All good things must come to an end, and this season of Castle is no exception to the rule. This episode, the last of the year, was written by Andrew Marlowe with Rob Bowman taking another turn at directing.
Marlowe, the same writer who put the pen to the page for the very first episode of Castle, decided to bring back mystery writers, Stephen J. Cannell, James Patterson, and Michael Connelly for the season finale. And what a great decision that was. Who better to give advice on mystery writing, muses, and the motivators for murder than three masters of the craft? And to ding Castle for writing only one book a year…that was priceless.
With Alexis and dear old Mom soon to be out of the picture for the entire summer, Castle makes plans to invite Beckett to his place in the Hamptons—the perfect place to develop a budding relationship.
But Beckett turns down Castle’s invitation citing plans with lover boy Demming. So, Castle calls it quits. Says he’s going to take the entire summer off to finish his book.
Oh, wait a minute. There was a murder to solve. I got so wrapped up in the Castle/Beckett love story that I’d put the goofy M.E. on the back burner. Back to mushy stuff in a minute.
– A pretend spy is shot five times in the chest. His body is discovered lying on its back in a small creek-type body of water. The queen of Voodoo Medicine, Lanie Parish, says the wounds are all through-and-through’s, meaning all the bullet holes had exit wounds. Well, how the heck could she possibly know this without rolling the guy over to examine the places where the rounds were likely to have left the body? She couldn’t have done that because the guy’s arms were stretched out straight to each side like he’d been attempting to take flight at the precise moment he was killed. Besides, the front of his clothes were dry, as were his face and hair.
– Beckett asked for time of death. I cringed because I knew what was coming—same old same old from the M.E.
Lanie said, “Based on temp and lividity, I’d say between 11pm and 1am.” I have to assume that in order to have reached that conclusion she’d have pulled down the dead guy’s pants, taken a rectal temperature, and then pulled his pants back up, fixed his belt, and tucked in his shirt tail. I say that because that’s how we saw him—completely and neatly dressed (if you overlook a few bullet holes and bright red blood). I doubt seriously that anyone in the field would go to all that trouble prior to shoving the stiff inside a body bag (a human burrito). And, lividity does not really help determine the time of death. The best that lividity would have told her was that the victim had fallen on his back and hadn’t been moved since it (lividity) had become fixed (on the back of the victim since that’s how he landed after he was shot).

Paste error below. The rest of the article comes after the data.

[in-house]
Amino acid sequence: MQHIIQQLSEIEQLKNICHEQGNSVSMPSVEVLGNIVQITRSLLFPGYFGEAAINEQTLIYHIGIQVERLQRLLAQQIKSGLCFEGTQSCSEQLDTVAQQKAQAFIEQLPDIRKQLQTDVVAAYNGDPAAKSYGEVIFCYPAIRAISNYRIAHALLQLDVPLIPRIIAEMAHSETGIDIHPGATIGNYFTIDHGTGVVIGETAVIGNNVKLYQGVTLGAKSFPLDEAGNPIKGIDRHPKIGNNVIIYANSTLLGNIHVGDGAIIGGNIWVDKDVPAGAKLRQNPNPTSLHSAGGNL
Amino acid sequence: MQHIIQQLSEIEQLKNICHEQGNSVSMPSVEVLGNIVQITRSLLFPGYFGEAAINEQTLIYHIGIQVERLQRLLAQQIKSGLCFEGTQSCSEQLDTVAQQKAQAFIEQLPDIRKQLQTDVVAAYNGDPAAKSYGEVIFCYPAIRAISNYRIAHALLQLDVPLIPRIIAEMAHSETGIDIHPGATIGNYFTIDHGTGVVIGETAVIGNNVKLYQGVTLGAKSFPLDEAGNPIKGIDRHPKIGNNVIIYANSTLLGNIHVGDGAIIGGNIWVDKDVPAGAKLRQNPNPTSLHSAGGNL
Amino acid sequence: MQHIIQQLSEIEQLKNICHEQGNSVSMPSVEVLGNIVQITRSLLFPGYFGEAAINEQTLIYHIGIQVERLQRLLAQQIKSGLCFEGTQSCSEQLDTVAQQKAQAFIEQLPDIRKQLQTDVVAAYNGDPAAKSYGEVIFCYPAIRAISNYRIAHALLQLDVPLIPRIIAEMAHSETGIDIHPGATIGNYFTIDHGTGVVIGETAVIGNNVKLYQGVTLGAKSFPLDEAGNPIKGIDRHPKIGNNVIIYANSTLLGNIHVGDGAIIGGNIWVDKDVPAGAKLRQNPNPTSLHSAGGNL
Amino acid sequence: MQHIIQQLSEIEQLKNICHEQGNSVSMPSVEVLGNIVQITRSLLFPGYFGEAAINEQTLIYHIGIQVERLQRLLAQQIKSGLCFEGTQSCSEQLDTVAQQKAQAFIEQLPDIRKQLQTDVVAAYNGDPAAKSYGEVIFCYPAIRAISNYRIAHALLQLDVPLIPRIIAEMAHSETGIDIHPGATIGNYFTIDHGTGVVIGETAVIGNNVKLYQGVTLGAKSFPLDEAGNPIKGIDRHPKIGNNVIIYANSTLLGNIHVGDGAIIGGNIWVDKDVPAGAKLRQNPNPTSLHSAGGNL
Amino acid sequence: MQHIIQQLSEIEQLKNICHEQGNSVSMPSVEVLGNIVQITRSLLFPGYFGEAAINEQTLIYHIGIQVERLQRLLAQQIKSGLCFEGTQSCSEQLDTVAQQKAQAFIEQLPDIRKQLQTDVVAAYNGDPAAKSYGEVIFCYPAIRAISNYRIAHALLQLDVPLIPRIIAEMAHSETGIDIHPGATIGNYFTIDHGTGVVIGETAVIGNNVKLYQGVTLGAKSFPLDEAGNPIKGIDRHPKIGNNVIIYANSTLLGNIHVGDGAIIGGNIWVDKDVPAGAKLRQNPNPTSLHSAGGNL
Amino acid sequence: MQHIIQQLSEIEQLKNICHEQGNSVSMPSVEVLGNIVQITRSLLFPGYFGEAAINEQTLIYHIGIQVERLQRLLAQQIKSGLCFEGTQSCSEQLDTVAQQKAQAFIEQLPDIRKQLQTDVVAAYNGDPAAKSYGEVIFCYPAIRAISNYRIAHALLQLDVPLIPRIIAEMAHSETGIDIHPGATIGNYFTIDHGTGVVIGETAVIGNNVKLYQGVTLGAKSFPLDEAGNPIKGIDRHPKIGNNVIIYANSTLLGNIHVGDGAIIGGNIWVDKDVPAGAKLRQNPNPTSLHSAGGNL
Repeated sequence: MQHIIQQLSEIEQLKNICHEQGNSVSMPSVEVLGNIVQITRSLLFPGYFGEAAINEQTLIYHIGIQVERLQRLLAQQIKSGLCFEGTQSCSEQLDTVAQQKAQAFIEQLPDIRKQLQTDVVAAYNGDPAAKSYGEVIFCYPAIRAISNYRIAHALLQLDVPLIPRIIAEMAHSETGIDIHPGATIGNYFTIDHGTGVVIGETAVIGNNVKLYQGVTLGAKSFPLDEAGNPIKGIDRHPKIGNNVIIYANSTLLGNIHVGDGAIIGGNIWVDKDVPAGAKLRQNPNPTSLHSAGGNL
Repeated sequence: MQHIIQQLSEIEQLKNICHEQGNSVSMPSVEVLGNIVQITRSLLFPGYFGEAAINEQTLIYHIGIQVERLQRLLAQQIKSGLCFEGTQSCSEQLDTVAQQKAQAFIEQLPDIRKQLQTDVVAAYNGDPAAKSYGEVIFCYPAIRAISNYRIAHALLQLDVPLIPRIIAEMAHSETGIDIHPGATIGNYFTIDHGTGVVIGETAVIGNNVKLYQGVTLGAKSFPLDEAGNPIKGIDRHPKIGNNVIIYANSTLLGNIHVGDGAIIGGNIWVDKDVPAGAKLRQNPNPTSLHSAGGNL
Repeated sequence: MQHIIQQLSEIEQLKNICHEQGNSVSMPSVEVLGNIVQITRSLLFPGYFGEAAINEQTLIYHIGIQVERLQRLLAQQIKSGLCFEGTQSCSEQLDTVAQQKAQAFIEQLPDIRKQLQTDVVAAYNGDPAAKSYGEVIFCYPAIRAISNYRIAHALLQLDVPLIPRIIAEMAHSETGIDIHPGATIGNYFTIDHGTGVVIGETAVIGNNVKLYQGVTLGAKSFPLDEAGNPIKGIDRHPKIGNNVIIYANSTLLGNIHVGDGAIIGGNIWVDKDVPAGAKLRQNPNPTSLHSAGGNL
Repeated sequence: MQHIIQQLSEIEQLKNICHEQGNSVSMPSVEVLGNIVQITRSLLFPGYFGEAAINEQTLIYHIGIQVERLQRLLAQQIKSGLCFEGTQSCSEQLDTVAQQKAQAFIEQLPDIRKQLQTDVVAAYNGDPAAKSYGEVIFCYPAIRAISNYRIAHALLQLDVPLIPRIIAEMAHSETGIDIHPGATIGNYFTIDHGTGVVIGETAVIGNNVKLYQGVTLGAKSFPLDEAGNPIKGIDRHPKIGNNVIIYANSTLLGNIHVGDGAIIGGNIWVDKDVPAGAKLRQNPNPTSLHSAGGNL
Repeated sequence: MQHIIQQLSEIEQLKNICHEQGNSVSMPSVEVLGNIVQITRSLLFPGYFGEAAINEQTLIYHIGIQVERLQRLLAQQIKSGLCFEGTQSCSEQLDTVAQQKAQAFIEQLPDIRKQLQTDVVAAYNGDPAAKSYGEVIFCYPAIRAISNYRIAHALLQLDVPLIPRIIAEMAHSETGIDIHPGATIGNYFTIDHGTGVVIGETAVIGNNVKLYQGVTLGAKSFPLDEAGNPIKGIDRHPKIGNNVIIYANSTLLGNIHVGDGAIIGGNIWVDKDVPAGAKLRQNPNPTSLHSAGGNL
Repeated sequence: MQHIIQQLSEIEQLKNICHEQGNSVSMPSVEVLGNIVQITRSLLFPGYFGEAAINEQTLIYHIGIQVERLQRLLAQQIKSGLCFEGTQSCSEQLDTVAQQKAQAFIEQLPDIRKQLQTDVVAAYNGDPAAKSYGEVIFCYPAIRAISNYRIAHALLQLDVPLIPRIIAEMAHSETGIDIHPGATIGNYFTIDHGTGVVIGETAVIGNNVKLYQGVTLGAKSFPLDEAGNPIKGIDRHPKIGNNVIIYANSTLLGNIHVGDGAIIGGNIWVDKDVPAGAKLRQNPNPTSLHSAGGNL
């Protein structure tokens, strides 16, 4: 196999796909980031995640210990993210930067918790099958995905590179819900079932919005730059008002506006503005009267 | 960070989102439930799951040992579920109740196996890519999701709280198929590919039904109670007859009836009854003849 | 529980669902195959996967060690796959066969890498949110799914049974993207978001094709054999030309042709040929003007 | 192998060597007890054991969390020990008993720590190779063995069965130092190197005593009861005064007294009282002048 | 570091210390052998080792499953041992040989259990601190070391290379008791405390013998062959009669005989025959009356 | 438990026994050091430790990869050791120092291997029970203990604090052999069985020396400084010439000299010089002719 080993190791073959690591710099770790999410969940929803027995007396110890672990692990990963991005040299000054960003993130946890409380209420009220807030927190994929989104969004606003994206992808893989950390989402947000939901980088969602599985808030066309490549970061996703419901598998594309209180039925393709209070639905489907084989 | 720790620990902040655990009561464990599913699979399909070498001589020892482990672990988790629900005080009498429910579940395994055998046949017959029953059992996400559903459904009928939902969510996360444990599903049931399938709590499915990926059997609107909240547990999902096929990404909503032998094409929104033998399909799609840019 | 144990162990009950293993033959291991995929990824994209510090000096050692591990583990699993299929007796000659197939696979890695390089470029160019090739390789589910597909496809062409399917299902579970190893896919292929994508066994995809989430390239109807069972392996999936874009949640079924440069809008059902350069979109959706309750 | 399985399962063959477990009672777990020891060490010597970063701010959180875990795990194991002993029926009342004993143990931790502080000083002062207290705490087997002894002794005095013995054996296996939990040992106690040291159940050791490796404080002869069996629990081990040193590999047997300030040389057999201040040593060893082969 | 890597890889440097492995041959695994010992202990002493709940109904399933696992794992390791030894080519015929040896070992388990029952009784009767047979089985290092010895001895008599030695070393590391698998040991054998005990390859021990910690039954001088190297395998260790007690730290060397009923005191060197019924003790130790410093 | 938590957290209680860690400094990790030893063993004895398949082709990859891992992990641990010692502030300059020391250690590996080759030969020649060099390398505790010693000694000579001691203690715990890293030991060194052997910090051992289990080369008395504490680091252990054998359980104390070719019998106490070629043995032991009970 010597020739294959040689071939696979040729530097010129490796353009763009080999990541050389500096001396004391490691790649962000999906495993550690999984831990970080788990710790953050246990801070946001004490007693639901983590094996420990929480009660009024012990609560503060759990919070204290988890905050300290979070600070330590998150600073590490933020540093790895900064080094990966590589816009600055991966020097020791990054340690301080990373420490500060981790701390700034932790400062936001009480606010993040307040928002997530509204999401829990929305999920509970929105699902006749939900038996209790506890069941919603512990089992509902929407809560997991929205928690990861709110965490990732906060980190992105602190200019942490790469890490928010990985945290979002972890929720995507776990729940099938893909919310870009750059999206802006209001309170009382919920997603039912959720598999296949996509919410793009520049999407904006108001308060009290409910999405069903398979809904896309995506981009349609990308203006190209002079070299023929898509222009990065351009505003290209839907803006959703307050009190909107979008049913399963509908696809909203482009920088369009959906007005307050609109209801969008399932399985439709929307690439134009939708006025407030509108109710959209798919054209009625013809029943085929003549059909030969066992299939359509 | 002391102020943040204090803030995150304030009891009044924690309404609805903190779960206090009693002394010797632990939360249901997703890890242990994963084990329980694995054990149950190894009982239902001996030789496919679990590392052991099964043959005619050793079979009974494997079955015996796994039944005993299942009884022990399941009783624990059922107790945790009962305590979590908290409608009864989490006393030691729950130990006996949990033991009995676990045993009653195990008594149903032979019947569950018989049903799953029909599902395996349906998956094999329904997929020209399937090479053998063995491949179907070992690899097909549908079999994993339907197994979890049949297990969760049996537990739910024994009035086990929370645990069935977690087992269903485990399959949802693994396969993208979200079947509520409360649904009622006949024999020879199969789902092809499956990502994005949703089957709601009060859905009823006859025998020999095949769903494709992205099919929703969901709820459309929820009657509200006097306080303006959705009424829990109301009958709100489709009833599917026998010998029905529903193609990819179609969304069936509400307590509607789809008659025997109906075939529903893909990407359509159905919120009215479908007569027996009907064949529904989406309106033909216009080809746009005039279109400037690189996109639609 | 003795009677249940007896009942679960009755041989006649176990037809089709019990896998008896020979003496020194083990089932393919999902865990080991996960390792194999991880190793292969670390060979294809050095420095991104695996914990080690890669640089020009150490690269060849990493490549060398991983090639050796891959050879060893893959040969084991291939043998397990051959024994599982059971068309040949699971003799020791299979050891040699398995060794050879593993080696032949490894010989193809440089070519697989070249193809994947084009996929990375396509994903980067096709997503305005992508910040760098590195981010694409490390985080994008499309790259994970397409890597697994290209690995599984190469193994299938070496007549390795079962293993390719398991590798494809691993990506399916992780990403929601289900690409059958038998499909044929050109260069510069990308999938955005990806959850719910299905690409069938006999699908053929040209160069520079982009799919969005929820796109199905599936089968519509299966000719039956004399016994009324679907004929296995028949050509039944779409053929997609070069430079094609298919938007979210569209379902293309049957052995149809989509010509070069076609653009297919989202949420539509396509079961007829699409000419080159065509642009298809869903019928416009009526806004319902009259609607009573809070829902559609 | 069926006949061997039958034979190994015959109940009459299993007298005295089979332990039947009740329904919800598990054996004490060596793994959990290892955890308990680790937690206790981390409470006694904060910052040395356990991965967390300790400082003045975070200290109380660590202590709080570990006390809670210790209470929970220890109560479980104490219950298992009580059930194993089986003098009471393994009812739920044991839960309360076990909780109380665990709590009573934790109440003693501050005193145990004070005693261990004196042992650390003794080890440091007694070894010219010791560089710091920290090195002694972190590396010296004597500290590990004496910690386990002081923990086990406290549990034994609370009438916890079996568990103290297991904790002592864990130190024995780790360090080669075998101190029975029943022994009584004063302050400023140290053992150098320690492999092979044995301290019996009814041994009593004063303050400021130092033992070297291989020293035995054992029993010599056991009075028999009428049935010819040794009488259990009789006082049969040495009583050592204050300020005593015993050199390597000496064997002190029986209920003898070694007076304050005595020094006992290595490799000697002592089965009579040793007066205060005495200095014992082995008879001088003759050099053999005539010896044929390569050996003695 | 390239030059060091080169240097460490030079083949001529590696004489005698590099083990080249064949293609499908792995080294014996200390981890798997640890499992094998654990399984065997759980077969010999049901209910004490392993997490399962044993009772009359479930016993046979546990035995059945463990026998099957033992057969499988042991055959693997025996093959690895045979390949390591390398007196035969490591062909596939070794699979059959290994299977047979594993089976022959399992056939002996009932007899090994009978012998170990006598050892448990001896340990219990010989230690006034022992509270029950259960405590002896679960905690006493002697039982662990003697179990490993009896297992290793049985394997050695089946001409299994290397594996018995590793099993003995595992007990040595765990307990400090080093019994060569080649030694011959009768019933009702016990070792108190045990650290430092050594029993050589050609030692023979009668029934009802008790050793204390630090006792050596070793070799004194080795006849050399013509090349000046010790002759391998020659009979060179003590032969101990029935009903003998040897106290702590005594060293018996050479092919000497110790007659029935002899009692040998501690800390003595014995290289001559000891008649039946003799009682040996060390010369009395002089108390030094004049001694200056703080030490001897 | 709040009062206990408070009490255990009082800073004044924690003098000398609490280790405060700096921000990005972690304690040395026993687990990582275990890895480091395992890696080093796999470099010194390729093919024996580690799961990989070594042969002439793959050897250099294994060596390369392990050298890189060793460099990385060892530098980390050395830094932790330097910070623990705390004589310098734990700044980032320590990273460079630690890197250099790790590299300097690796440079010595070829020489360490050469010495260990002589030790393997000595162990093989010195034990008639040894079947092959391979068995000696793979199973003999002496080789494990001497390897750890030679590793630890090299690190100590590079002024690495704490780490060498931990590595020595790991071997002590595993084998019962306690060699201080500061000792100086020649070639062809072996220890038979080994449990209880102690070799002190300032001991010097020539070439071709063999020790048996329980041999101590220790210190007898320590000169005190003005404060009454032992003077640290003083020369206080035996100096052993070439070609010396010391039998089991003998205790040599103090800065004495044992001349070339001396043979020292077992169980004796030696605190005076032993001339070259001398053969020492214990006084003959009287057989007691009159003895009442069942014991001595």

– Searching for the victim’s car around the entrance of the park was good. That’s how it’s done. Grabbing and pawing the things they found inside that car—guns and the faux pen—was not so good. Whatever trace evidence that was on those items was definitely compromised.
– The actual mystery/twist this week was pretty good. The killer wasn’t predictable and James Patterson was right, the motive did involve love, money, and covering up a crime, the three reasons to kill.
But this episode wasn’t really about murder. It was about Castle and Beckett. So now we’re back to the mushy stuff, where Esposito lays it on the line to Beckett. He tells her, in a round about way, that Castle has feelings for her and she’s blowing it by hanging out with pretty boy Demming.
The exchange between Esposito and Beckett was great. Finally, one of the sidekicks was able to deliver meaningful dialog. He and Ryan are too good to lurk in the shadows. They could really add another dimension to the show without stealing any spotlight, if allowed.
Eposito – “Castle’s done enough research to write fifty books. Whatever the reason is (for Castle to hang around) I’m pretty sure it doesn’t involve watching you with another guy.”
The crew throws Castle a going away party. They’re all there, including Lanie Parish, the psychic M.E.
Beckett shows up after breaking it off with Demming. She plans to spill her guts to Castle—maybe even go to the Hamptons with him— when…
Castle’s ex-wife, Gina, shows up. And much to Beckett’s dismay, Castle tells her that he and Gina will be spending the summer together at the beach house. The ex-spouses then turn and walk away.
Beckett, obviously brokenhearted and knowing that she blew it, is left waiting in the hallway until next season. In a sad little girl voice she calls out to Castle, “See you in the fall?”
Castle turns around and smiles. “See you in the fall.”
And that’s where we’ll be until the season opener, waiting in that empty hallway with Beckett.
* Due to an overwhelming amount of requests I’ll be continuing these reviews in the fall. In the meantime, let’s try to convince Nathan Fillion, Stana Katic, Jon Huertas, Seamus Dever, Tamala Jones, Molly Quinn, Susan Sullivan, and Ruben Santiago-Hudson to attend the Writers’ Police Academy. Somebody please have their people contact our people.